Seepage capillary anomalies in the active layer of soil, related to the soil water movement, often cause variation of soil hydrophysical properties and become one of the main objectives of the hydroecology. It is necessary to mention that all existing equations for computing the seepage flow particularly from soil channels, through dams, bulkheads, and foundations of hydraulic engineering structures are preferable based on the linear seepage law. Regarding the existing beliefs, anomalous seepage is based on postulates according to which the fluid in free volume is characterized by resistance against shear deformation and is presented in the form of initial gradient. According to the above-mentioned information, we have determined: Equation to calculate seepage coefficient when the velocity of transition flow is equal to seepage flow velocity; by means of power function, equations for the calculation of average and maximum velocities of seepage flow have been derived; taking into consideration the fluid continuity condition, average velocity for calculation of average velocity in capillary tube has been received.

Paper Detail
344
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3
7919
Comparative Study of Sedimentation in Hydraulic Structures using Sharc and Ssiim Soft Wares - A Case of the Dez and Hamidieh Intake Structures in Iran
Abstract:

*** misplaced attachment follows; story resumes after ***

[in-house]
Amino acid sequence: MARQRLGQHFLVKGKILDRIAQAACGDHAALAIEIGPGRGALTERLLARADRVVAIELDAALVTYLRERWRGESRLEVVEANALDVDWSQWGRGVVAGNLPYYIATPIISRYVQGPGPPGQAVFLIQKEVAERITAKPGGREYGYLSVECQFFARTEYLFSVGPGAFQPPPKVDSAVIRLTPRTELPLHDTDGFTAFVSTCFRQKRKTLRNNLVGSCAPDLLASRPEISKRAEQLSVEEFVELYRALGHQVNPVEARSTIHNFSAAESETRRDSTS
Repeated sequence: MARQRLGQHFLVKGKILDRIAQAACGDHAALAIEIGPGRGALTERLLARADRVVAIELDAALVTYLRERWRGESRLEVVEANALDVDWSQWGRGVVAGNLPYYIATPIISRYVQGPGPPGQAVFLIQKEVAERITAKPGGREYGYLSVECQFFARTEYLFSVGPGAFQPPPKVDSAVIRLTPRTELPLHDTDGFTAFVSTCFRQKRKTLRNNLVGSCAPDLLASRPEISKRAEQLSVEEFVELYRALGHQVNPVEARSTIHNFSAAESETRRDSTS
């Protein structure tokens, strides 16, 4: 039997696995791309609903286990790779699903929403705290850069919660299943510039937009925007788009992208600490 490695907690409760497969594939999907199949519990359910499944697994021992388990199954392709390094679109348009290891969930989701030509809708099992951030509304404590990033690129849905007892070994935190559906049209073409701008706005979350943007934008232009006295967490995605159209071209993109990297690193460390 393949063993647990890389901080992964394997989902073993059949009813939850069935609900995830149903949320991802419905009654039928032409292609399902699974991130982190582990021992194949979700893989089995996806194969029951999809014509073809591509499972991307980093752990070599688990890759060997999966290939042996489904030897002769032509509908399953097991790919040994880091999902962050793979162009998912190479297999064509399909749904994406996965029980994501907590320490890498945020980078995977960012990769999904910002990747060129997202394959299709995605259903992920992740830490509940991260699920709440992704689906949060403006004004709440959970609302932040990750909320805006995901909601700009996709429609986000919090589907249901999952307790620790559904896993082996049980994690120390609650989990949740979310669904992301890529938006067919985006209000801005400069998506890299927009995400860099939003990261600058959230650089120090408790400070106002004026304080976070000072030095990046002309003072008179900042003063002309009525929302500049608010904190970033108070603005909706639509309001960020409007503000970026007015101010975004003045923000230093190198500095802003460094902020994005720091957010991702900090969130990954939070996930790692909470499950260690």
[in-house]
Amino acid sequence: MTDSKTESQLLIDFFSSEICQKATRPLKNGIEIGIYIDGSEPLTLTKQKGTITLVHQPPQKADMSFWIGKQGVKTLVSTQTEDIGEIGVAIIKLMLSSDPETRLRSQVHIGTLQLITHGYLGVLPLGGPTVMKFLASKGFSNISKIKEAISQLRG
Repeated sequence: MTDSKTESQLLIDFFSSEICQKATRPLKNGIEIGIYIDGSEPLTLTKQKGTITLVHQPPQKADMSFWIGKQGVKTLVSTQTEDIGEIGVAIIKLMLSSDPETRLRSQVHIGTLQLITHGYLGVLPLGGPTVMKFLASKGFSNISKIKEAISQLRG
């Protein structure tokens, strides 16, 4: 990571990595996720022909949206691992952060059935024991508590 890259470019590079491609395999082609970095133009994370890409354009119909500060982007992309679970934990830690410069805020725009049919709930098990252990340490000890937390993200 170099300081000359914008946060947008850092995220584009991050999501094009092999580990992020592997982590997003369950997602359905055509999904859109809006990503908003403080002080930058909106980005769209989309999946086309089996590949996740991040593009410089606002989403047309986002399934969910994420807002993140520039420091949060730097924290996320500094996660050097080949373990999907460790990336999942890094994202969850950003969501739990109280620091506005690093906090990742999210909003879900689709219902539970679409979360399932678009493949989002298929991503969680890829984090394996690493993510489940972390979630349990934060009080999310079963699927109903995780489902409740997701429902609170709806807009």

Sedimentation formation is a complex hydraulic phenomenon that has emerged as a major operational and maintenance consideration in modern hydraulic engineering in general and river engineering in particular. Sediments accumulation along the river course and their eventual storage in a form of islands affect water intake in the canal systems that are fed by the storage reservoirs. Without proper management, sediment transport can lead to major operational challenges in water distribution system of arid regions like the Dez and Hamidieh command areas. The paper aims to investigate sedimentation in the Western Canal of Dez Diversion Weir using the SHARC model and compare the results with the two intake structures of the Hamidieh dam in Iran using SSIIM model. The objective was to identify the factors which influence the process, check reliability of outcome and provide ways in which to mitigate the implications on operation and maintenance of the structures. Results estimated sand and silt bed loads concentrations to be 193 ppm and 827ppm respectively. This followed ,ore or less similar pattern in Hamidieh where the sediment formation impeded water intake in the canal system. Given the available data on average annual bed loads and average suspended sediment loads of 165ppm and 837ppm in the Dez, there was a significant statistical difference (16%) between the sand grains, whereas no significant difference (1.2%) was find in the silt grain sizes. One explanation for such finding being that along the 6 Km river course there was considerable meandering effects which explains recent shift in the hydraulic behavior along the stream course under investigation. The sand concentration in downstream relative to present state of the canal showed a steep descending curve. Sediment trapping on the other hand indicated a steep ascending curve. These occurred because the diversion weir was not considered in the simulation model. The comparative study showed very close similarities in the results which explains the fact that both software can be used as accurate and reliable analytical tools for simulation of the sedimentation in hydraulic engineering.